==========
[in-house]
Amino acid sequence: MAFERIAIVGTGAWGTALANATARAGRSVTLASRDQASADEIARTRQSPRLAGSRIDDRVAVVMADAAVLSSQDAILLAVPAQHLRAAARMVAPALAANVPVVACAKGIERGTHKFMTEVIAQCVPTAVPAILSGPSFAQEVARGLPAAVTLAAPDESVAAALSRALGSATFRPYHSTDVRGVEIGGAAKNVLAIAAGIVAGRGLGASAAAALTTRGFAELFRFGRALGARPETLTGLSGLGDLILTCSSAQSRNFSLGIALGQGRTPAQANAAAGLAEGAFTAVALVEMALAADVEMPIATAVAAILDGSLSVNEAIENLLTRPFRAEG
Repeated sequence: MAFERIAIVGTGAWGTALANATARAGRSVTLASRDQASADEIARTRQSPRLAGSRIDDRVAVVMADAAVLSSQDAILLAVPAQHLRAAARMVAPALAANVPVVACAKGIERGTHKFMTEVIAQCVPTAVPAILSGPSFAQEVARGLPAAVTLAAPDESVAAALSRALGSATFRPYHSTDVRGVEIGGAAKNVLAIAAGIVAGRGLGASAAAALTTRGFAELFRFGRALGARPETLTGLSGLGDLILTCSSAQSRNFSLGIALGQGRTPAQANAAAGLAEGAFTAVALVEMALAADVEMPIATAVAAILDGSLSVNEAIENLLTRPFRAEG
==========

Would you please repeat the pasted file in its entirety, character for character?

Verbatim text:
[in-house]
Amino acid sequence: MAFERIAIVGTGAWGTALANATARAGRSVTLASRDQASADEIARTRQSPRLAGSRIDDRVAVVMADAAVLSSQDAILLAVPAQHLRAAARMVAPALAANVPVVACAKGIERGTHKFMTEVIAQCVPTAVPAILSGPSFAQEVARGLPAAVTLAAPDESVAAALSRALGSATFRPYHSTDVRGVEIGGAAKNVLAIAAGIVAGRGLGASAAAALTTRGFAELFRFGRALGARPETLTGLSGLGDLILTCSSAQSRNFSLGIALGQGRTPAQANAAAGLAEGAFTAVALVEMALAADVEMPIATAVAAILDGSLSVNEAIENLLTRPFRAEG
Repeated sequence: MAFERIAIVGTGAWGTALANATARAGRSVTLASRDQASADEIARTRQSPRLAGSRIDDRVAVVMADAAVLSSQDAILLAVPAQHLRAAARMVAPALAANVPVVACAKGIERGTHKFMTEVIAQCVPTAVPAILSGPSFAQEVARGLPAAVTLAAPDESVAAALSRALGSATFRPYHSTDVRGVEIGGAAKNVLAIAAGIVAGRGLGASAAAALTTRGFAELFRFGRALGARPETLTGLSGLGDLILTCSSAQSRNFSLGIALGQGRTPAQANAAAGLAEGAFTAVALVEMALAADVEMPIATAVAAILDGSLSVNEAIENLLTRPFRAEG